RFR(M): 8171181: Supporting heap allocation on alternative memory devices

Thomas Stüfe thomas.stuefe at gmail.com
Tue Feb 28 09:18:00 UTC 2017

Hi Kishor,

This looks interesting. We are responsible for some of the more exotic
ports, e.g. AIX, so we have an interest in making a simple and generic
solution for potential future different implementations.

So here some more suggestions (apart from what David already wrote):


I see that the mapping to file is implemented in a way that it always
follows the anonymous mapping. I dislike about the implementation that we
now carry the file-desc argument down through the memory apis and that
these APIs are overloaded with yet another implementation detail. Also, it
makes the implementation rigid, only applicable for this one issue
(allocating non-large-paged java heap).

I suggest a different approach. Keep your map_file_to_memory() function,
but instead calling it deep in the belly of os::reserve_memory() and
friends, you could add it as a new "first class" api to os.hpp, something
like "os::replace_existing_mapping_with_file_mapping(addr, size,
filedesc)". That function would attempt to replace the given existing
mapping at [addr,size] with the given file mapping, same as your
map_file_to_memory does now.
Difference would be that this function can be called anytime after
os::reserve_memory() returns, in case of the jave heap in virtualspace.cpp.
You would not have to modify the os::reserve_memory() functions and not add
another parameter to them.

The process of replacing the anon mapping with the file mapping would be
separated from the process of java heap allocation. This approach would be
more flexible:

It could be also used for memory reserved in different ways, e.g. for large
paged pinned memory. Maybe it would not work in your case, but this leaves
more room for future different implementations. In fact, in this case the
coding in virtualspace.cpp would be easier, you would not have to
distinguish between special (large paged pinned) reservations and normal
reservations, just let ReservedSpace reserve its memory range and at the
end of ReservedSpace::initialize(), when all the reservation magic is done
and the reserved memory range exists - where ever and in whatever form it
was allocated - then attempt to replace this with your mapping by calling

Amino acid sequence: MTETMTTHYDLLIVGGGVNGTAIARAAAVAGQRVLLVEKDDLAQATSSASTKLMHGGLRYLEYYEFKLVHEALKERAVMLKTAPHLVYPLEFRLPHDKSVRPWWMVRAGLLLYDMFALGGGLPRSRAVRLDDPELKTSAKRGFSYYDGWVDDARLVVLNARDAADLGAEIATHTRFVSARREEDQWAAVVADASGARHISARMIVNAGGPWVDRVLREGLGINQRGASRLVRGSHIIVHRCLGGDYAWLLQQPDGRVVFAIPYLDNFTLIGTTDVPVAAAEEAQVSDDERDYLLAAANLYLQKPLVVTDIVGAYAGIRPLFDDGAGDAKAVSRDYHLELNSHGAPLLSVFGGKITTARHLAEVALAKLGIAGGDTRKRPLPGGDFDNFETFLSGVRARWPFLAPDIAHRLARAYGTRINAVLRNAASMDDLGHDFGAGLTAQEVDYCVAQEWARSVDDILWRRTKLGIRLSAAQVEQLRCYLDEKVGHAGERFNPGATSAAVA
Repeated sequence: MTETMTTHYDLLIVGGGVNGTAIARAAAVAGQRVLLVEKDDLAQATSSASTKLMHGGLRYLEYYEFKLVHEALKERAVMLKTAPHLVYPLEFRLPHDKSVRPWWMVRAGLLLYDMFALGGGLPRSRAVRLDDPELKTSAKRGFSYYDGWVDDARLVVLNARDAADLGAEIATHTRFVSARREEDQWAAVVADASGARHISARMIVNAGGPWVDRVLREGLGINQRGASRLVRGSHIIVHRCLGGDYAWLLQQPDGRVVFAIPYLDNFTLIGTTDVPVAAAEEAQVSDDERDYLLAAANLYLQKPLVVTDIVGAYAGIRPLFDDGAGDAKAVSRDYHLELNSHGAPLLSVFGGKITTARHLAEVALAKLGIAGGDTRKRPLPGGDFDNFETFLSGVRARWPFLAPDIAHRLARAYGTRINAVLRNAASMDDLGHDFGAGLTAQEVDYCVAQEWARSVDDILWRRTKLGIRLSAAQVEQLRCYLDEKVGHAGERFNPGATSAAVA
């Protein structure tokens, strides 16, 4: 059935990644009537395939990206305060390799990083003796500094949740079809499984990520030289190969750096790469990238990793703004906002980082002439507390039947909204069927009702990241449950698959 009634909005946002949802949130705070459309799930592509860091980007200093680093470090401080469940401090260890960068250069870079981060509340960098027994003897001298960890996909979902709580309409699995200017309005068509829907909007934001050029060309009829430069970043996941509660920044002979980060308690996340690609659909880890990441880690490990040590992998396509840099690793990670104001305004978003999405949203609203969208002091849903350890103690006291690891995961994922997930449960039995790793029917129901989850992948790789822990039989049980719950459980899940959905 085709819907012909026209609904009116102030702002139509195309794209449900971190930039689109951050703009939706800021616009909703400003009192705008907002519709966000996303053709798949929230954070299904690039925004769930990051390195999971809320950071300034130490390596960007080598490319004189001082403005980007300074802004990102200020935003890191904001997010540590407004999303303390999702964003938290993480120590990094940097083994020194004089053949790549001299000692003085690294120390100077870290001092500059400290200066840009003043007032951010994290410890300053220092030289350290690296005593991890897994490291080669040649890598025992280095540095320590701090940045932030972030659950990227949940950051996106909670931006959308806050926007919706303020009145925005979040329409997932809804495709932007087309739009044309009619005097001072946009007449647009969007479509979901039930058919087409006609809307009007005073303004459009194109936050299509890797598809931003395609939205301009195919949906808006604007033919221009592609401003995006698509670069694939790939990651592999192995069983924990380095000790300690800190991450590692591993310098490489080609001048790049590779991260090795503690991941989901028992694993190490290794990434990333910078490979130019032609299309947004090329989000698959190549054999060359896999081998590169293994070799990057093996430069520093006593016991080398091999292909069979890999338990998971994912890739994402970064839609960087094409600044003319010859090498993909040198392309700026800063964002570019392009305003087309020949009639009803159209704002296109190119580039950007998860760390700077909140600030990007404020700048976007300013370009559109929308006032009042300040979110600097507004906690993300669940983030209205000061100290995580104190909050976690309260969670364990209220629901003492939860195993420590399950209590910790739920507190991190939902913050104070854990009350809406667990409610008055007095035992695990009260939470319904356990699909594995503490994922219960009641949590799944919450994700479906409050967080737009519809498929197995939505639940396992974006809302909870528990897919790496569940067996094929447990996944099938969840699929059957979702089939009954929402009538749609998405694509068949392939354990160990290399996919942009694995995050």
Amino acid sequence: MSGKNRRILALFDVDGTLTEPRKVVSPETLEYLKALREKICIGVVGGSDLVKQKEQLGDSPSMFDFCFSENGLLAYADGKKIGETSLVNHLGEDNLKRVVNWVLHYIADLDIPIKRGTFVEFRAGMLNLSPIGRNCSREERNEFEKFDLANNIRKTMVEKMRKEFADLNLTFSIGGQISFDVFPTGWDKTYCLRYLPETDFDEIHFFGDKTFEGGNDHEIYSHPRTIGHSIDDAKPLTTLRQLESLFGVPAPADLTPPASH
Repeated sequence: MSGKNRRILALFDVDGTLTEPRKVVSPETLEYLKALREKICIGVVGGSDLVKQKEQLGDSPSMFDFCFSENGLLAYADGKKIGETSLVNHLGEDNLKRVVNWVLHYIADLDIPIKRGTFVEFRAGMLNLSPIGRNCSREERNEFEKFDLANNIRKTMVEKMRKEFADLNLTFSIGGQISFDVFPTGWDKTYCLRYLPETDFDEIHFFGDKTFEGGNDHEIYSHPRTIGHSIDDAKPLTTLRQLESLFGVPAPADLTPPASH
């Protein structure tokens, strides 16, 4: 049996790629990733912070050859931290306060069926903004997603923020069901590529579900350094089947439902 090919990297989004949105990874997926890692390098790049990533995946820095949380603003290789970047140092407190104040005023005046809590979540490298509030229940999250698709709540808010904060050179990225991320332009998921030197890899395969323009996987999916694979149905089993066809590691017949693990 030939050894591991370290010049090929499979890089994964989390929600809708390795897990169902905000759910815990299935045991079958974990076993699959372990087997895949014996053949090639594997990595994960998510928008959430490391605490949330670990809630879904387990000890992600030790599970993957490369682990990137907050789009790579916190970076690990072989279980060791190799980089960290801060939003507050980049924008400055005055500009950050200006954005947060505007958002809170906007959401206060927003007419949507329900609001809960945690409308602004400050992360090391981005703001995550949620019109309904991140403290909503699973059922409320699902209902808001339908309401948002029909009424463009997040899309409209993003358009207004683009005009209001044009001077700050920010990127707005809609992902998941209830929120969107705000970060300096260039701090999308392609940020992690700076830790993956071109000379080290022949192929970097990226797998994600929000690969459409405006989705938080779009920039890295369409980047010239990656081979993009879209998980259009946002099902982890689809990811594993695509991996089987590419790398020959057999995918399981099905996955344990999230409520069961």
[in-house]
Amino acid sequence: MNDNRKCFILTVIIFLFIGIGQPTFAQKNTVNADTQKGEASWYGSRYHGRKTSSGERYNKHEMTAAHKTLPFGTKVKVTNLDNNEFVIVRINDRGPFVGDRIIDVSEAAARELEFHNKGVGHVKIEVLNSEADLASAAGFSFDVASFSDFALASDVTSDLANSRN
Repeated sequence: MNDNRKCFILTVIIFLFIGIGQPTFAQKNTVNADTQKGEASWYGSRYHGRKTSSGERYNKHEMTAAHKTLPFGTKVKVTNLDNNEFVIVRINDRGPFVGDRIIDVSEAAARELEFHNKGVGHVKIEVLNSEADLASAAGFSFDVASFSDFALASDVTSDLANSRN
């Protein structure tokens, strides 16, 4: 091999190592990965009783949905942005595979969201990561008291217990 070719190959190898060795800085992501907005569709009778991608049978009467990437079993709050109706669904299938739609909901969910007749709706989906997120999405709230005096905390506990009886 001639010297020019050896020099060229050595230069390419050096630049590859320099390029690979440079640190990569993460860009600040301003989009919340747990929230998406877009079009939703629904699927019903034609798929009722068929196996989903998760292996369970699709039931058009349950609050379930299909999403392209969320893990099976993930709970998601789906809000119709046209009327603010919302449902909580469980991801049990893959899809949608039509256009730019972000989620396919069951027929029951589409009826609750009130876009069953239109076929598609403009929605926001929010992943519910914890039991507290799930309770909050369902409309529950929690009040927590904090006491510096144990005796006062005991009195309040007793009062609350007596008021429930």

your "os::replace_existing_mapping_with_file_mapping()".

It may work or not - you may be able to replace whatever memory
ReservedSpace did allocate with whatever special memory you are introducing
with the file descriptor. For your case, attempting to replace large paged
pinned memory with your NVDIMMS, you would probably get an error and could
output a clear message to the user that UseLargePages and AllocateHeapAt
are mutually exclusive. Or, the large paged memory would be silently
replaced with small paged memory, in which case one has the choice of
either continuing or stopping with an error message.

In fact, this API could also be used for different things than the jave
heap, e.g. metaspace or code heap. Or maybe even thread stacks, who knows.


Apart from these general remarks, here some code review (all remarks refer
to os_linux.cpp):

+  const char name_template[] = "/jvmheap.XXXXXX";
+  char *fullname = (char*)alloca(strlen(dir) + sizeof(name_template));
+  (void)strcpy(fullname, dir);
+  (void)strcat(fullname, name_template);

I think the array is 1 byte too short, you need to allocate space for the
trailing zero. Same error in os_windows.cpp.


+  // block all signals while we do the file operation.
+  (void)sigprocmask(SIG_BLOCK, &set, &oldset);

This is quite dangerous. You switch off signal handling for the whole
process. Any non-delay-able error signal will immediately kill the process
without trace. What if another thread has an implicit null check?

I also do not understand why this is needed?


+  // set the file creation mask.
+  mode_t new_mask = S_IRUSR | S_IWUSR;
+  mode_t prev_umask = umask(new_mask);
+  // create a new file.
+  int fd = mkstemp(fullname);

What David said, this is for the whole process and therefore may clash with
other threads.

David suggested fchmod, but I wonder is it even necessary to set the umask
in this case?


       The file is created with permissions 0600, that is, read plus write
       for owner only.  The returned file descriptor provides both read and
       write access to the file.  The file is opened with the open(2) O_EXCL
       flag, guaranteeing that the caller is the process that creates the

Would the default value not be what you want?


At various places you fail if system calls fail. E.g.

+ warning("Failure to create file %s for heap", fullname);

Could you print out the errno for those cases, or strerror() ?


Kind regards, Thomas

On Tue, Feb 28, 2017 at 12:52 AM, Kharbas, Kishor <kishor.kharbas at intel.com>

> Hello all!
> I have proposed a JEP to support allocation of Java heap on new memory
> devices such as NV-DIMMs like Intel's 3D XPoint.
> Such a feature has applications in multi-JVM deployments, big data
> applications and in-memory databases.
> Please find the details here - https://bugs.openjdk.java.net/
> browse/JDK-8171181 and the patch for the implementation is at
> http://cr.openjdk.java.net/~kkharbas/8153327_webrev.04
> I would appreciate a review and feedback from the community for this JEP.
> Thank you!
> Kishor

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